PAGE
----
Recently, CNBC interviewed me for an hour-long special documentary on high-class prostitution, due to air on November 11 at 10pm and 1am -- a date and time when hopefully we will no longer be worried about politics and our minds will be back on the important stuff: illegal sex.
CNBC just posted a promotional clip for the documentary, and just in case my parents see it, I would like to clarify the following:
1. I became a so-called expert on this subject only because of my research and report on the late "D.C. Madam" Jeane Palfrey for Vanity Fair.
I found what she, her employees, and some of clients said sufficiently fascinating to follow up with some research on other high-class madams, such as the late Madam Alex in California (famous for supplying the world's richest men with extraordinarily beautiful women) and the French courtesan Madame Claude (who was arguably the best madam ever: legend has it she transformed street girls into women so stunning intellectually as well as physically that they often married her very powerful clientele).
I also started to cast around and ask what was going on in New York and across America. I wanted to know about the risks people take to be with prostitutes: what happens in an encounter with a woman at the top end of the profession? Why would a man risk everything for an exchange with a stranger?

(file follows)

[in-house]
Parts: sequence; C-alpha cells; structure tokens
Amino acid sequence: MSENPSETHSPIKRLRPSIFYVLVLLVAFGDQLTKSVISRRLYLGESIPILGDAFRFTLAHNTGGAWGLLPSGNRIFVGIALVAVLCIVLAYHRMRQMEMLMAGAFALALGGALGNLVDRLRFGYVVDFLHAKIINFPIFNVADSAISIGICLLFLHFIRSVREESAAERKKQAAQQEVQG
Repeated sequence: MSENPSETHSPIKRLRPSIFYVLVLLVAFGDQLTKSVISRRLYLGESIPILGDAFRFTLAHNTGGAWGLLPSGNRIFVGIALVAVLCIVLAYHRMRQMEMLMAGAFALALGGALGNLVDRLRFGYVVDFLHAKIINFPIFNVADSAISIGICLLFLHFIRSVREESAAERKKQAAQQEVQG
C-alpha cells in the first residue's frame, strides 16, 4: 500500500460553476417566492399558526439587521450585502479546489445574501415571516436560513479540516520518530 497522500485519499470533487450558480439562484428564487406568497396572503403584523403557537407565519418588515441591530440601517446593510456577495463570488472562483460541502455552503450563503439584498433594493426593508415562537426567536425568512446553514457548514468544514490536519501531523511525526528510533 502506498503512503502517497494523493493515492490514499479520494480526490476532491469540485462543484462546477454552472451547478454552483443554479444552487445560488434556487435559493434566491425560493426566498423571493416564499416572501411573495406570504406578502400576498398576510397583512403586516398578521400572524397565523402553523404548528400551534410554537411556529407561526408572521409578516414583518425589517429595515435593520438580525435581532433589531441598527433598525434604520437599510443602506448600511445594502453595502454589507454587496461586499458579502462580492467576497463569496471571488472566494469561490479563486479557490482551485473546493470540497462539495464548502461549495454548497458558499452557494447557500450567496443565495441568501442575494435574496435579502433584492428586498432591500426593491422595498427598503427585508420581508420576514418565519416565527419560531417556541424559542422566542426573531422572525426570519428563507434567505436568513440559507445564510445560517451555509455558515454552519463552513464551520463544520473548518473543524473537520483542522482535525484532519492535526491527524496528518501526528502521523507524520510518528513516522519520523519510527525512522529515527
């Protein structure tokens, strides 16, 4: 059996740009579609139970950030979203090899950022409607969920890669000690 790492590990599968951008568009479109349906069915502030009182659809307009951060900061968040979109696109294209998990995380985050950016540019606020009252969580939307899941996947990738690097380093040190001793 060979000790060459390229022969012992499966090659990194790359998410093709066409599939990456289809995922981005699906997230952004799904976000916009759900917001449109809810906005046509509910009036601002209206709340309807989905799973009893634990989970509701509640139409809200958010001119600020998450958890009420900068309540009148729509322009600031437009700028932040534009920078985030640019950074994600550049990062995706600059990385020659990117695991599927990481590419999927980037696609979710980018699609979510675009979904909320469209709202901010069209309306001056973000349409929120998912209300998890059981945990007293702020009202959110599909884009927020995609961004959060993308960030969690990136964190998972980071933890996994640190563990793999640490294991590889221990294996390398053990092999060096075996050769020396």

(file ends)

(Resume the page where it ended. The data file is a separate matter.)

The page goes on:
The simplest answer, I found, lay in the word "risk." That's the point. The men -- often high-rollers in finance, government, or industry -- want, need even, to be made to feel vulnerable. There's the thrill, and the reward.
2. I myself am not a high-class prostitute. Nor even a low-class one. It is true that Palfrey, even in the face of prosecution, made the startling suggestion that I would make an ideal employee. Given that she hired women who were both educated -- they had college degrees -- and extraordinarily attractive, I will not deny, partly, that this suggestion was as flattering as it was comic. However, despite the credit crisis, I have not yet felt any inner call suggesting I make my body my vocation. So note to the vice squad: please, no calls.
This post originally appeared on VanityFair.com
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